In California, deep-sea fishing boats crossing into Mexican waters have found themselves on the hook instead, as the Mexican  navy boarded them and checked their passengers’ passports. According to, the sport-fishing boats believed that they were complying with existing regulations that allow anglers to take short fishing trips of a day or less into Mexican waters, as long as they have a Mexican fishing license. However, one of the boats reported being turned back when an angler on board was unable to produce a valid US passport.

Michelle Gandola, a spokeswoman for the Sportfishing Association of California, told SignOnSanDiego that the Association had contacted the Mexican government for clarification:

“We’re trying to get some kind of official statement from the Mexican government. But as far as we know, no new Mexican regulation or policy has come out about passport requirements on sport boats. All we know is that a few of our boats were boarded, and passengers were asked to produce passports. We’ve been operating in Mexico for over 50 years and have had great relations with Mexico. Our hope is that we can work this out and that it’s just a slight hitch that can be taken care of so we can get back to operating without any additional requirements.”

Still, for now, if you plan to go on a sport-fishing trip that includes a dip into Mexican waters, you should probably bring a US passport. Getting one will take six weeks if you apply with regular processing, and about three weeks if you pay an additional $60 for expedited processing.

If you have a trip booked, one way to avoid rescheduling is to make an appointment at the nearest regional passport agency office. For fast service without an appointment, another option is to use a private passport expediting company like RushMyPassport.

Need a US passport? Apply with us today!


Your US Passport Can Take You to Japan- but is it Safe?

More than four months after an earthquake and a tsunami delivered a devastating one-two punch to Japan, the tourism industry is still reeling from the blow. Perceptions about the safety of the country (or lack thereof) are keeping many Americans away.

Japan’s travel industry tends to rely on well-heeled travelers, but according to the New York Times, tourist visits are down 50 percent. Meanwhile, Daniel Simon, the general manager of the Four Seasons Hotel Tokyo at Marunouchi, told the newspaper that “we don’t really think the high-end leisure traveler will come back until Chinese New Year 2012 because there’s still too much negative news in the media about Japan.”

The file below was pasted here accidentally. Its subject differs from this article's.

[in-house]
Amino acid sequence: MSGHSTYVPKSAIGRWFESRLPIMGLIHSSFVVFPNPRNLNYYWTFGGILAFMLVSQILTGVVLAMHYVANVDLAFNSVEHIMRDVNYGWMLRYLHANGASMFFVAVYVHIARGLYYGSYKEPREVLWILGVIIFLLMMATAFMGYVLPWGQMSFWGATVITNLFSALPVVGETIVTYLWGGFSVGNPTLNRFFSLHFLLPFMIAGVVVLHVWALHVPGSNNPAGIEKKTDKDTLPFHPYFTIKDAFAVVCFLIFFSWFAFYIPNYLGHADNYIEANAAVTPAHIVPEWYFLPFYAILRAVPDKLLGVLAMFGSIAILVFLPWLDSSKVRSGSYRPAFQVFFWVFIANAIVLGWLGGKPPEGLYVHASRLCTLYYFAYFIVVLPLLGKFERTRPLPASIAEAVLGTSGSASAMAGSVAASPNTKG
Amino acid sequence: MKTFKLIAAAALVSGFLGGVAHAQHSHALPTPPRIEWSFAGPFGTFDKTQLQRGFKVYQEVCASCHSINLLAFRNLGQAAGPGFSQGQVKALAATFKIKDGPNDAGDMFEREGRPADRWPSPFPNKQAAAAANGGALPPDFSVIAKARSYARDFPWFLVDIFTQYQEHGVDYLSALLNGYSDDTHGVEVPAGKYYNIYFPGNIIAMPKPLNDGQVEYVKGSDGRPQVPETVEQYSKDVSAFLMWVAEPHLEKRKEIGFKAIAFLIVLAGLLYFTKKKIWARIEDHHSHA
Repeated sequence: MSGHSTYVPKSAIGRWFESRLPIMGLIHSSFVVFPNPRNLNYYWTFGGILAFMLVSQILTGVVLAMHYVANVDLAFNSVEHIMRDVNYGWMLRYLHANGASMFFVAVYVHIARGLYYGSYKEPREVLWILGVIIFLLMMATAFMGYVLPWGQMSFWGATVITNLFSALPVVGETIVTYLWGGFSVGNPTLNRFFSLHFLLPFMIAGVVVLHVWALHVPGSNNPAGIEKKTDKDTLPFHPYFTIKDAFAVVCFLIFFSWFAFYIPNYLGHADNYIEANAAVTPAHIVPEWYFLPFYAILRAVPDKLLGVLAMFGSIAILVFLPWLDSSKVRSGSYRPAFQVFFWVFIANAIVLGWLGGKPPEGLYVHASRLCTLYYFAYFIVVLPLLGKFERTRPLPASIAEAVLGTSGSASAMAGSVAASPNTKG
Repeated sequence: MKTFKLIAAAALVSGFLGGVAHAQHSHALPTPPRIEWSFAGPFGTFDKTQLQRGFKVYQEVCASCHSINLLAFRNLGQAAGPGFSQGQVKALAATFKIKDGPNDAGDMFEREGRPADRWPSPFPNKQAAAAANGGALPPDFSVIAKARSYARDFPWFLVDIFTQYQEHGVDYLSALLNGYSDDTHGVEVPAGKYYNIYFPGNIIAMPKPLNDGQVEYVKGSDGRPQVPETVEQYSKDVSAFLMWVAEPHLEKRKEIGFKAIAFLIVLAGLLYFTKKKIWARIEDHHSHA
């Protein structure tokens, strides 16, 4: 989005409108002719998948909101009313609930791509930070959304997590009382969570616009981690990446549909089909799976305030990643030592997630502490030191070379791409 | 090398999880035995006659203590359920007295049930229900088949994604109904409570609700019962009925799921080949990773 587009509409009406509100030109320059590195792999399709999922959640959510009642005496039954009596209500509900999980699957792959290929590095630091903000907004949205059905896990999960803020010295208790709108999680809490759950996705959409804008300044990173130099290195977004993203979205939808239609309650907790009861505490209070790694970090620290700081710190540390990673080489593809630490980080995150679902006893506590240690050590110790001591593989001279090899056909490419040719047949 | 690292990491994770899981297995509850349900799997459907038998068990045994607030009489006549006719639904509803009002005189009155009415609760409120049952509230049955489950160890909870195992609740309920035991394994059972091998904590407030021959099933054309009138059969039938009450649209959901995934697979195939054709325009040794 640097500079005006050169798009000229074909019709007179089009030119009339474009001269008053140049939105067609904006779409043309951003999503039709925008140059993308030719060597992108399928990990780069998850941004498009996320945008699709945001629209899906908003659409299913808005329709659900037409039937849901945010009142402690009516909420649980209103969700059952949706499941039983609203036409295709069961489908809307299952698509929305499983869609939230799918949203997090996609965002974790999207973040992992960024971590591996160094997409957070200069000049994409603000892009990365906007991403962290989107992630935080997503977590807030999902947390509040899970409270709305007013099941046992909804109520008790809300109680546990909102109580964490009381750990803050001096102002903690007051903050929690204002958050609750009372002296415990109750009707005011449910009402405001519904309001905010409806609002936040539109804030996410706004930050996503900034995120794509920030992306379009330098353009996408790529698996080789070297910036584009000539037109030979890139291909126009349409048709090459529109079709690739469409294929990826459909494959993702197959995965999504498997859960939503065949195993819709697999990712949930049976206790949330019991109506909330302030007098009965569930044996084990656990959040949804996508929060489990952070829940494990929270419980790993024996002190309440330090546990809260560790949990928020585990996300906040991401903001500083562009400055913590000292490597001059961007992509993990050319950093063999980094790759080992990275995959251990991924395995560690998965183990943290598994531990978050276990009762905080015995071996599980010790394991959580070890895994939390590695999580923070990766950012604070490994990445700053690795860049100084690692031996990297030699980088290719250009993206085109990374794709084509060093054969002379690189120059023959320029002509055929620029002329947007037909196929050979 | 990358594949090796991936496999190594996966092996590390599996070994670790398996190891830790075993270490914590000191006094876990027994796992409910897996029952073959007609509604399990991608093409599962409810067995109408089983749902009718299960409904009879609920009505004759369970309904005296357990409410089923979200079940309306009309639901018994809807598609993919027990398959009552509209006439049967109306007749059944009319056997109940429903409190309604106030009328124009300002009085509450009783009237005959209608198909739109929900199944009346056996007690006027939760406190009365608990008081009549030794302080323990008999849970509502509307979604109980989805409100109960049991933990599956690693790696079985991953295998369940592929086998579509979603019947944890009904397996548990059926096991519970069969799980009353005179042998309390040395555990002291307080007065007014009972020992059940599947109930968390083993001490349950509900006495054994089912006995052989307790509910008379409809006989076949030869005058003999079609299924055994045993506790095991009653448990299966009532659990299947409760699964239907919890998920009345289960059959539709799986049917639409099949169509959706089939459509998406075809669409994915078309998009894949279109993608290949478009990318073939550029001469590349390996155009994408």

So, high-end travelers are staying away. More intrepid travelers might very well say, “Let them.” Though the country will likely experience aftershocks for some time, the actual risks of traveling to Japan are low. For example, according to the US Department of State,

The “health and safety risks to land areas which are outside a 50-mile radius of the Fukushima Daiichi nuclear power plant are low and do not pose significant risks to U.S. citizens. Out of an abundance of caution, we continue to recommend that U.S. citizens avoid travel to destinations within the 50-mile evacuation zone of the Fukushima Daiichi Nuclear Plant.”

And that’s it…just avoid a circle of the country that’s a 100 miles in diameter, out of a total area of 145,925 square miles. That means that almost 95% of the country is still safe to visit. Even within that 50 mile radius, the Department of State says it’s perfectly fine to travel as long as you’re just passing through via train or through Sendaki airport.

Everyone has their own tolerance for risk, of course. If you feel the risks of traveling to Japan are acceptable, there are certain advantages to going now instead of waiting: you’ll pay less for everything from tickets to lodging, and you’ll spend less time waiting in line.